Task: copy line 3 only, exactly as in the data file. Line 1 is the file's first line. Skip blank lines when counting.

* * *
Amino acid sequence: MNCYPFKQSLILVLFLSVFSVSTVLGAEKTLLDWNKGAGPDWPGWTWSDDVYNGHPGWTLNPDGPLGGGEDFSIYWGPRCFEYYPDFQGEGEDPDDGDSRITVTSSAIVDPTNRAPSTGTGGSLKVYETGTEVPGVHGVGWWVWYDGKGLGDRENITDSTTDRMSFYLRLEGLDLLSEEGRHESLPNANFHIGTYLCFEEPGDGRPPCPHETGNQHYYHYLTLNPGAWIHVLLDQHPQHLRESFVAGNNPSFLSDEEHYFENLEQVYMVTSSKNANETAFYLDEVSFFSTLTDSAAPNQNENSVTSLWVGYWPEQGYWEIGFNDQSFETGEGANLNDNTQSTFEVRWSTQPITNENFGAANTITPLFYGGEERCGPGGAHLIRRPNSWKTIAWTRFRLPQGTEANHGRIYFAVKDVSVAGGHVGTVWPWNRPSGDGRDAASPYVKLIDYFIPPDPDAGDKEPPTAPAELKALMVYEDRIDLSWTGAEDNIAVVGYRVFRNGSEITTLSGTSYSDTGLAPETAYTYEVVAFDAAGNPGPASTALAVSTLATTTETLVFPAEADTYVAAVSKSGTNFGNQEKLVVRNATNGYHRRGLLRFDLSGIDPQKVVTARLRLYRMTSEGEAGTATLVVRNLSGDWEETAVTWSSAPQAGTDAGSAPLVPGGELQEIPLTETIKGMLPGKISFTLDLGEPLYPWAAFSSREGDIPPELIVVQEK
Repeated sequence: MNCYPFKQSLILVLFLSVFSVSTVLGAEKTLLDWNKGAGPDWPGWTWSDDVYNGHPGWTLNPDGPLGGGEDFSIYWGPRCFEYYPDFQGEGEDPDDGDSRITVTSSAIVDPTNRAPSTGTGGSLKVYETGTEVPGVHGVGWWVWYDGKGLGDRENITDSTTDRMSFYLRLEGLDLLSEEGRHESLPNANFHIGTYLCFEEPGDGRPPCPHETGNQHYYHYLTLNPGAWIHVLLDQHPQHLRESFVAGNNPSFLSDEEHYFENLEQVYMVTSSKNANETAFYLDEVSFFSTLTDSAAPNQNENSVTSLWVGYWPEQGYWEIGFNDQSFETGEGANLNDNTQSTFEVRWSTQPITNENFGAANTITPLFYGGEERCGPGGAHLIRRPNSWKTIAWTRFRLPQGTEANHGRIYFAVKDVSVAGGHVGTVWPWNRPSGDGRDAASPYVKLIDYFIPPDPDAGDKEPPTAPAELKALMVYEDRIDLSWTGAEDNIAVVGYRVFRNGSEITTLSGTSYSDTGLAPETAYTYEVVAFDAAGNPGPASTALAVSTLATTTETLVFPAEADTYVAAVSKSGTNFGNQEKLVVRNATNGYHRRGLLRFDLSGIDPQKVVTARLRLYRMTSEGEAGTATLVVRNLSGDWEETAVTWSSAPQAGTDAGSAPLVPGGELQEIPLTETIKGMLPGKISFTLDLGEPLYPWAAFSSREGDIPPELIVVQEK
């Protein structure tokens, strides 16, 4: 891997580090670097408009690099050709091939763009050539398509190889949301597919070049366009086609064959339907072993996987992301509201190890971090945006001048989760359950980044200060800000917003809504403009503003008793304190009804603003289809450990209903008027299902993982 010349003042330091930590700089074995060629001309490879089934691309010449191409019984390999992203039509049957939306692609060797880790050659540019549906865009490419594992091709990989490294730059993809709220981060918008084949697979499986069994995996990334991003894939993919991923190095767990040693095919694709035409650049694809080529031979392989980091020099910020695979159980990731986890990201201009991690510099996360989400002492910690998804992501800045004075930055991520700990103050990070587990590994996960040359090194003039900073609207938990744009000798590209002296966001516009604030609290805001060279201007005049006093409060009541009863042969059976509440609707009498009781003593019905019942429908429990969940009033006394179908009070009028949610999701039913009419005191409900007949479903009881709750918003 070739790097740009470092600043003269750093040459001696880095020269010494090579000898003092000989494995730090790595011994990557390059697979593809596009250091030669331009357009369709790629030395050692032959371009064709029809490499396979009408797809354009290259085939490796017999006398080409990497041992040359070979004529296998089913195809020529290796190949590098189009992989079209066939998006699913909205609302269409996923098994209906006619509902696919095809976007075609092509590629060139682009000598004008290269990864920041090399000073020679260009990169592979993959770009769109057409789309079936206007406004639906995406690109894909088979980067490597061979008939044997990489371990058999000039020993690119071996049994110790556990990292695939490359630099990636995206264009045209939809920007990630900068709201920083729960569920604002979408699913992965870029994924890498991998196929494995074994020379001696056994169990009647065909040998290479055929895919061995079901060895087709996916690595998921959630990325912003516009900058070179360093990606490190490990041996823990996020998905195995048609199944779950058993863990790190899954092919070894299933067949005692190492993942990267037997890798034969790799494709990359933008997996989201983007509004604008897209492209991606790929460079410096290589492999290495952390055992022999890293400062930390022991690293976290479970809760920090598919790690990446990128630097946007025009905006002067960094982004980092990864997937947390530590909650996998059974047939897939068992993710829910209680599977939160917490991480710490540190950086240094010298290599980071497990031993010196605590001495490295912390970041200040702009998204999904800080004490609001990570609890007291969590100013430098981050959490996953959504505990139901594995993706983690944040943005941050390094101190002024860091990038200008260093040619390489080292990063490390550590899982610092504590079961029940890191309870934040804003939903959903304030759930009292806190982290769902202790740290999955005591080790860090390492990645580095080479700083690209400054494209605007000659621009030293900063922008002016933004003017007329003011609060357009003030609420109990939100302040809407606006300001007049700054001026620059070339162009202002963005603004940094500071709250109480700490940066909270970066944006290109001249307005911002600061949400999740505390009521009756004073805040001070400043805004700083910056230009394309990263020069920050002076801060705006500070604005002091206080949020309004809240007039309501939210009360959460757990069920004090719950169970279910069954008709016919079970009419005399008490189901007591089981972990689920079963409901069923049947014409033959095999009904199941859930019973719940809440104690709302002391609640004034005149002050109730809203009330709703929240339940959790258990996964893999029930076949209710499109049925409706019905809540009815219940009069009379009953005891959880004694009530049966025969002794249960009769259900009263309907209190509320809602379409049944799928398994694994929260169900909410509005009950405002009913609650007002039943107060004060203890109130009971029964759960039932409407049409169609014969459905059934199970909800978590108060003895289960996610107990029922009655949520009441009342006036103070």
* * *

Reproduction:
């Protein structure tokens, strides 16, 4: 891997580090670097408009690099050709091939763009050539398509190889949301597919070049366009086609064959339907072993996987992301509201190890971090945006001048989760359950980044200060800000917003809504403009503003008793304190009804603003289809450990209903008027299902993982 010349003042330091930590700089074995060629001309490879089934691309010449191409019984390999992203039509049957939306692609060797880790050659540019549906865009490419594992091709990989490294730059993809709220981060918008084949697979499986069994995996990334991003894939993919991923190095767990040693095919694709035409650049694809080529031979392989980091020099910020695979159980990731986890990201201009991690510099996360989400002492910690998804992501800045004075930055991520700990103050990070587990590994996960040359090194003039900073609207938990744009000798590209002296966001516009604030609290805001060279201007005049006093409060009541009863042969059976509440609707009498009781003593019905019942429908429990969940009033006394179908009070009028949610999701039913009419005191409900007949479903009881709750918003 070739790097740009470092600043003269750093040459001696880095020269010494090579000898003092000989494995730090790595011994990557390059697979593809596009250091030669331009357009369709790629030395050692032959371009064709029809490499396979009408797809354009290259085939490796017999006398080409990497041992040359070979004529296998089913195809020529290796190949590098189009992989079209066939998006699913909205609302269409996923098994209906006619509902696919095809976007075609092509590629060139682009000598004008290269990864920041090399000073020679260009990169592979993959770009769109057409789309079936206007406004639906995406690109894909088979980067490597061979008939044997990489371990058999000039020993690119071996049994110790556990990292695939490359630099990636995206264009045209939809920007990630900068709201920083729960569920604002979408699913992965870029994924890498991998196929494995074994020379001696056994169990009647065909040998290479055929895919061995079901060895087709996916690595998921959630990325912003516009900058070179360093990606490190490990041996823990996020998905195995048609199944779950058993863990790190899954092919070894299933067949005692190492993942990267037997890798034969790799494709990359933008997996989201983007509004604008897209492209991606790929460079410096290589492999290495952390055992022999890293400062930390022991690293976290479970809760920090598919790690990446990128630097946007025009905006002067960094982004980092990864997937947390530590909650996998059974047939897939068992993710829910209680599977939160917490991480710490540190950086240094010298290599980071497990031993010196605590001495490295912390970041200040702009998204999904800080004490609001990570609890007291969590100013430098981050959490996953959504505990139901594995993706983690944040943005941050390094101190002024860091990038200008260093040619390489080292990063490390550590899982610092504590079961029940890191309870934040804003939903959903304030759930009292806190982290769902202790740290999955005591080790860090390492990645580095080479700083690209400054494209605007000659621009030293900063922008002016933004003017007329003011609060357009003030609420109990939100302040809407606006300001007049700054001026620059070339162009202002963005603004940094500071709250109480700490940066909270970066944006290109001249307005911002600061949400999740505390009521009756004073805040001070400043805004700083910056230009394309990263020069920050002076801060705006500070604005002091206080949020309004809240007039309501939210009360959460757990069920004090719950169970279910069954008709016919079970009419005399008490189901007591089981972990689920079963409901069923049947014409033959095999009904199941859930019973719940809440104690709302002391609640004034005149002050109730809203009330709703929240339940959790258990996964893999029930076949209710499109049925409706019905809540009815219940009069009379009953005891959880004694009530049966025969002794249960009769259900009263309907209190509320809602379409049944799928398994694994929260169900909410509005009950405002009913609650007002039943107060004060203890109130009971029964759960039932409407049409169609014969459905059934199970909800978590108060003895289960996610107990029922009655949520009441009342006036103070």